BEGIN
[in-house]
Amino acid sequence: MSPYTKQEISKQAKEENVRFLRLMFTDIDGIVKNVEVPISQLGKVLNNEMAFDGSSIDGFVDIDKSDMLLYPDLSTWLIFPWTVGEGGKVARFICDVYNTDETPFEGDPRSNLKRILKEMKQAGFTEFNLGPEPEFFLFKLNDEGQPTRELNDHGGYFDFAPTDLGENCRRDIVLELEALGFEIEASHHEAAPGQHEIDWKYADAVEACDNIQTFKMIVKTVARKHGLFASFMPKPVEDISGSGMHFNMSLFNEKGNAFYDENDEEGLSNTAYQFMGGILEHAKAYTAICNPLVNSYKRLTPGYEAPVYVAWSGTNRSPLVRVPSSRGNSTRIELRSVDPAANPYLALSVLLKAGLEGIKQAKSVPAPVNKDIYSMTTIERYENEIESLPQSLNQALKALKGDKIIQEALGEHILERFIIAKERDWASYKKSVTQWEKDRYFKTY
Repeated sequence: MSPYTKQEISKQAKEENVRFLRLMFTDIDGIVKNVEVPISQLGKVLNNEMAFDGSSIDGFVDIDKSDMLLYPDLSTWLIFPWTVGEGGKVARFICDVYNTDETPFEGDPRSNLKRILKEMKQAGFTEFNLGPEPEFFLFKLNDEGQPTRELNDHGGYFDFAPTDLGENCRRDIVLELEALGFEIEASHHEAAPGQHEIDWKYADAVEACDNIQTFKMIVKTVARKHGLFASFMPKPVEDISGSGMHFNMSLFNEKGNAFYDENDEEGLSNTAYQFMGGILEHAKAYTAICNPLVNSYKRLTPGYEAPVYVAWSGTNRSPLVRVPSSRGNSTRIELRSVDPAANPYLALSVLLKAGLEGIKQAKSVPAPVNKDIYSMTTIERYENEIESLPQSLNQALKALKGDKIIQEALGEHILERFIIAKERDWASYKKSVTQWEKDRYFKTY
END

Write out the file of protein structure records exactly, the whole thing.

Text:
[in-house]
Amino acid sequence: MSPYTKQEISKQAKEENVRFLRLMFTDIDGIVKNVEVPISQLGKVLNNEMAFDGSSIDGFVDIDKSDMLLYPDLSTWLIFPWTVGEGGKVARFICDVYNTDETPFEGDPRSNLKRILKEMKQAGFTEFNLGPEPEFFLFKLNDEGQPTRELNDHGGYFDFAPTDLGENCRRDIVLELEALGFEIEASHHEAAPGQHEIDWKYADAVEACDNIQTFKMIVKTVARKHGLFASFMPKPVEDISGSGMHFNMSLFNEKGNAFYDENDEEGLSNTAYQFMGGILEHAKAYTAICNPLVNSYKRLTPGYEAPVYVAWSGTNRSPLVRVPSSRGNSTRIELRSVDPAANPYLALSVLLKAGLEGIKQAKSVPAPVNKDIYSMTTIERYENEIESLPQSLNQALKALKGDKIIQEALGEHILERFIIAKERDWASYKKSVTQWEKDRYFKTY
Repeated sequence: MSPYTKQEISKQAKEENVRFLRLMFTDIDGIVKNVEVPISQLGKVLNNEMAFDGSSIDGFVDIDKSDMLLYPDLSTWLIFPWTVGEGGKVARFICDVYNTDETPFEGDPRSNLKRILKEMKQAGFTEFNLGPEPEFFLFKLNDEGQPTRELNDHGGYFDFAPTDLGENCRRDIVLELEALGFEIEASHHEAAPGQHEIDWKYADAVEACDNIQTFKMIVKTVARKHGLFASFMPKPVEDISGSGMHFNMSLFNEKGNAFYDENDEEGLSNTAYQFMGGILEHAKAYTAICNPLVNSYKRLTPGYEAPVYVAWSGTNRSPLVRVPSSRGNSTRIELRSVDPAANPYLALSVLLKAGLEGIKQAKSVPAPVNKDIYSMTTIERYENEIESLPQSLNQALKALKGDKIIQEALGEHILERFIIAKERDWASYKKSVTQWEKDRYFKTY